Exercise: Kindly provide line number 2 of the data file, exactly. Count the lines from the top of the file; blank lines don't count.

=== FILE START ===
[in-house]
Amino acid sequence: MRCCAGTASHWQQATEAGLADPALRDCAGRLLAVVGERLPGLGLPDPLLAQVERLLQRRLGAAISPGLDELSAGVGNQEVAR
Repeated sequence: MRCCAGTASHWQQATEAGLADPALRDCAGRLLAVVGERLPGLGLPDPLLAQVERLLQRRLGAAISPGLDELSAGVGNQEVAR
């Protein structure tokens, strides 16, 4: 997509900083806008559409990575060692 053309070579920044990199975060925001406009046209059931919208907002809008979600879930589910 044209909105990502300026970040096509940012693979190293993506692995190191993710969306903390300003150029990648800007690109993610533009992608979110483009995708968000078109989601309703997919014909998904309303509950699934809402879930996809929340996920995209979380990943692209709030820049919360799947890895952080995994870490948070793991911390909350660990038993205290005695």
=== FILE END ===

Amino acid sequence: MRCCAGTASHWQQATEAGLADPALRDCAGRLLAVVGERLPGLGLPDPLLAQVERLLQRRLGAAISPGLDELSAGVGNQEVAR